Product Security Glossary

Bugdoors

What are Bugdoors?

To understand what bugdoors are you first need to understand what backdoors are.  A backdoor is some hidden mechanism that attackers can use to gain easy access to a computer system, a network device, or an embedded device.  A backdoor can be as simple as a hidden user account, or it can be something more complex.  Attackers can plant rootkits or other types of malware on a system in order to install a backdoor.

Bugdoors are a specific, more subtle type of backdoor.  Attackers can create programs that seem perfectly normal, but that contain hidden backdoors disguised as programming bugs.  Once someone installs a program with a bugdoor, the attacker would be free to access the computer or device.

Why are Bugdoors Dangerous?

Bugdoors are dangerous for the same reason that all other types of backdoors are dangerous.  They allow unauthorized personnel to access computers, network devices, and embedded devices for their own nefarious purposes.  Once in, attackers can do pretty much whatever they want to do on a system.  This could include stealing sensitive data, spying on sensitive communications, or any other type of mischief.

Bugdoors are especially dangerous because it’s harder to detect bugdoors on a running system than it is to detect other types of backdoors.  Scans and audits could possibly detect hidden user accounts and rootkits, but it’s a bit harder to detect when a program has an intentional bug that can provide backdoor access.

Is Open Source Software the Answer for Bugdoors?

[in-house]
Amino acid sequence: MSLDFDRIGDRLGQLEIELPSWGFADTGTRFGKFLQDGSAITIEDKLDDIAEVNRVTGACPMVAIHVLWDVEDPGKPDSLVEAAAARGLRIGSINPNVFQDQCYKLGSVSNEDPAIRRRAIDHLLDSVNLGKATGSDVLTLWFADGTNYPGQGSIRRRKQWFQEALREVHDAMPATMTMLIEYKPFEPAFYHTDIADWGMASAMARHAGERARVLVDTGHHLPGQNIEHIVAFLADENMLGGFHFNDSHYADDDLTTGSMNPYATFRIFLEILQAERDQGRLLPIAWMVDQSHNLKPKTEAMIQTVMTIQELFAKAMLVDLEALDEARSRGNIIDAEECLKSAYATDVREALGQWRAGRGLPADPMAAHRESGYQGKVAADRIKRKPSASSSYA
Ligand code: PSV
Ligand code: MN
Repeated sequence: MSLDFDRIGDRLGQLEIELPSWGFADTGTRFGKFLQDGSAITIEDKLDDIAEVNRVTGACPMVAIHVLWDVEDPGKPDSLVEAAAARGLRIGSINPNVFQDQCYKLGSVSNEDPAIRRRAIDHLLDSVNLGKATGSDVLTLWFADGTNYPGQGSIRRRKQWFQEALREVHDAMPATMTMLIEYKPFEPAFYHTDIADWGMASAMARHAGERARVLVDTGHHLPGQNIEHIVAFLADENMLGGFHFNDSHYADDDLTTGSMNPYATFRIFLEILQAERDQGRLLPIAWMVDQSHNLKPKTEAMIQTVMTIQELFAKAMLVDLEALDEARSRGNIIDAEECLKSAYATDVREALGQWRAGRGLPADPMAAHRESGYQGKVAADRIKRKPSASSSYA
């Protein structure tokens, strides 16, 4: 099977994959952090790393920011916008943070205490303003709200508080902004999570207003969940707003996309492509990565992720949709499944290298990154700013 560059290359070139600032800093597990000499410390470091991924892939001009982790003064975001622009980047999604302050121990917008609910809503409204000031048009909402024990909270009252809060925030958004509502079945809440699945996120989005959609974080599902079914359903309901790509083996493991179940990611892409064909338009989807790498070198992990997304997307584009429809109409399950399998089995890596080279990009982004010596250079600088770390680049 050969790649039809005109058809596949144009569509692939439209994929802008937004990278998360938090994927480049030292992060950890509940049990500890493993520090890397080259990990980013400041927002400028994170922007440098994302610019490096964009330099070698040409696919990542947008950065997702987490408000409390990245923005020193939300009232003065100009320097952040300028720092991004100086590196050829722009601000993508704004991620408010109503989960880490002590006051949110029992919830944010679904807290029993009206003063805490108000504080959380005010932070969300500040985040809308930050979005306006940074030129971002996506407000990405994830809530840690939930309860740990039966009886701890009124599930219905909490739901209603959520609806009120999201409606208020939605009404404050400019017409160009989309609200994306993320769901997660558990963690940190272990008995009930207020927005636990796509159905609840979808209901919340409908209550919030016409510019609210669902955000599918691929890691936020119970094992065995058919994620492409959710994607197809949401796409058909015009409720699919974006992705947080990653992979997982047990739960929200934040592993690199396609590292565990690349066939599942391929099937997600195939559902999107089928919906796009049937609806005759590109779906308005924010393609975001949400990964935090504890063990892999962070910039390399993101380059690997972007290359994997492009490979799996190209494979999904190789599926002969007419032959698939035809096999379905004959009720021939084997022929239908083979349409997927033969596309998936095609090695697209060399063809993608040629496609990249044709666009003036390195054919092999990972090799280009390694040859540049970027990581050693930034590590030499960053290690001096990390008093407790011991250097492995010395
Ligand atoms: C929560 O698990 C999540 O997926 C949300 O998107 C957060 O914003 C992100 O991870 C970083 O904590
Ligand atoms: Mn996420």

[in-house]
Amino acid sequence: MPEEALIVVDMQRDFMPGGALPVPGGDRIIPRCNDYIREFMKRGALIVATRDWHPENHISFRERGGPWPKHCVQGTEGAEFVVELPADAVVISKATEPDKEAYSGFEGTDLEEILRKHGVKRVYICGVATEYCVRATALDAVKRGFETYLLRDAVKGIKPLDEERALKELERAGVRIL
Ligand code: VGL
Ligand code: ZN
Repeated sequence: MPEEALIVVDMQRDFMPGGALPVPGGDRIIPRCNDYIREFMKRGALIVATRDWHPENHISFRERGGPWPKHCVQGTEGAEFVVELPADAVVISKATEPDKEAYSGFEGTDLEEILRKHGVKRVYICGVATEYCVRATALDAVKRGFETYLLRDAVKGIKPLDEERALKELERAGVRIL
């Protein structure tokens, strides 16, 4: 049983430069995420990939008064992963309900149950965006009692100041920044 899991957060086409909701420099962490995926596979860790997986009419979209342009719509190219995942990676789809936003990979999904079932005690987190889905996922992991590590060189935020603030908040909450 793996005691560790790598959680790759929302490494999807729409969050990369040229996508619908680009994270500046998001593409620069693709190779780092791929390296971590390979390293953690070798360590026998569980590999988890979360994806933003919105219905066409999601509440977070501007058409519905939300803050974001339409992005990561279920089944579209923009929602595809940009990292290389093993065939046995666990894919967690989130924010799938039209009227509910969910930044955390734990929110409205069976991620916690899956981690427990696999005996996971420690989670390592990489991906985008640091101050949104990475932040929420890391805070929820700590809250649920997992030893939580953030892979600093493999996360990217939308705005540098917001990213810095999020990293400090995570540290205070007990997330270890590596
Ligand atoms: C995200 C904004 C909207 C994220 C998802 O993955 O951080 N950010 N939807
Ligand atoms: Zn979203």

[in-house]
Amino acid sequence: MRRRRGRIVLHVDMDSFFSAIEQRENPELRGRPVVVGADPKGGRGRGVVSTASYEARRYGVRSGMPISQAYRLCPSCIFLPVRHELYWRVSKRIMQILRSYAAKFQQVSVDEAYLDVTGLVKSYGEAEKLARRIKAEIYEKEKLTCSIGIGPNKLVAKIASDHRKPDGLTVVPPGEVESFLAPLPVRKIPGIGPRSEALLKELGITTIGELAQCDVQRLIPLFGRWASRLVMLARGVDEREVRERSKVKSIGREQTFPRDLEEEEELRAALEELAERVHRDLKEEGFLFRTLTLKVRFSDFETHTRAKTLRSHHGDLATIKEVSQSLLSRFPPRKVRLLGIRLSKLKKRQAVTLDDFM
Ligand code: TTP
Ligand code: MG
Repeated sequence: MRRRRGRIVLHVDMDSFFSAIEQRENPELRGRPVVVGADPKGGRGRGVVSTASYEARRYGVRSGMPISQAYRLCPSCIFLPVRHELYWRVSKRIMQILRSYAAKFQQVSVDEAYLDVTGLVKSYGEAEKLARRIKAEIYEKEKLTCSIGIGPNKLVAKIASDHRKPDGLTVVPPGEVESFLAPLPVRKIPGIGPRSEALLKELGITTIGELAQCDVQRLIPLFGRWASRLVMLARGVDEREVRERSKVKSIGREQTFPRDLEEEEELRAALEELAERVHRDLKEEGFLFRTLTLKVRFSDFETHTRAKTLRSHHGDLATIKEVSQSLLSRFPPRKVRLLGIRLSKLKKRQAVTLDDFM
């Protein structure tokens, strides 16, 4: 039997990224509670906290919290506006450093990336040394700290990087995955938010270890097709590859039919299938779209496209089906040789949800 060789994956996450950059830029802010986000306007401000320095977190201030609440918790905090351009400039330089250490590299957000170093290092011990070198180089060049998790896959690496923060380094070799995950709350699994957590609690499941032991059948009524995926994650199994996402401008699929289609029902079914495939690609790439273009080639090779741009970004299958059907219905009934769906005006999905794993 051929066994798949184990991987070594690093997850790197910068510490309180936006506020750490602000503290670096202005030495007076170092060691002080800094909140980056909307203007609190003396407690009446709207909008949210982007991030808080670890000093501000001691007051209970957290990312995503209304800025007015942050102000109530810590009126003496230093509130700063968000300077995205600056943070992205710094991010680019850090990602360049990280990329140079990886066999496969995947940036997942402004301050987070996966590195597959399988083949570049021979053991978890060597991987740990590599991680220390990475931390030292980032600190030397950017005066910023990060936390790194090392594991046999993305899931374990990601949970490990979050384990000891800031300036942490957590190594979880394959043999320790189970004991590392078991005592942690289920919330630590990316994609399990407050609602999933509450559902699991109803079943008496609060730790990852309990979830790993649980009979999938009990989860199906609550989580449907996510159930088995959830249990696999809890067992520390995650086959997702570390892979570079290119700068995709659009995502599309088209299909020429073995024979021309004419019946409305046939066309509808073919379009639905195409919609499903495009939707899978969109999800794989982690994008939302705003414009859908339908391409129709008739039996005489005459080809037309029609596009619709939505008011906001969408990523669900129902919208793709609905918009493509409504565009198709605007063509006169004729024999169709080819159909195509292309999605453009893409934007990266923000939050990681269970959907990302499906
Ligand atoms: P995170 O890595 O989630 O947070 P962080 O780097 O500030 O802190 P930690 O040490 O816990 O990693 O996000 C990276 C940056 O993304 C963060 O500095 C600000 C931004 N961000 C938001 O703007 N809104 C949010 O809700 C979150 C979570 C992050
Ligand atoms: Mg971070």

With proprietary software, nobody is allowed to see the programming code except for authorized personnel at the software company.  Some people believe that proprietary software represents a security risk, because nobody outside the company is allowed to audit the code for security bugs.

Theoretically, open-source software should be much more secure because anybody who wants to can download the source code and audit it.  The harsh reality though, is that this isn’t always the case.  Many open-source software projects, including projects that provide critical infrastructure for the internet, are often underfunded and understaffed. Even with open-source projects, critical security bugs can lurk undetected for long periods of time.  The good news is that the problem has gotten more attention in recent years, and some rather influential organizations have been doing something about it.  Several years ago, the Linux Foundation set up a fund to issue grants to the developers of critical Internet infrastructure projects.  More recently, GitHub has been developing tools that help developers of open-source software scan their code for security bugs.

How Can We Prevent Bugdoors?

The solution for preventing bugdoors is the same as it is for preventing other types of vulnerabilities.  Software development shops need to integrate security into the entire software development lifecycle.  Too often, software shops look at security as an afterthought, as something that can be bolted on after a software product has already been created.  Unfortunately, this kind of thinking makes it harder to catch those nasty bugs.

Also, vendors and software shops need to ensure that their software supply chain is secure.  Code repositories must be set up with strong authentication to prevent unauthorized personnel from tampering with critical code.  Any third-party components that go into a software product must be audited for vulnerabilities.

Summary

As we’ve seen, bugdoors are an especially dangerous type of backdoor, because they’re harder to detect in finished software than other types of backdoors.  However, they can be prevented by including security as a critical part of the entire software development lifecycle, and by ensuring that only trusted personnel have read-write access to critical code repositories.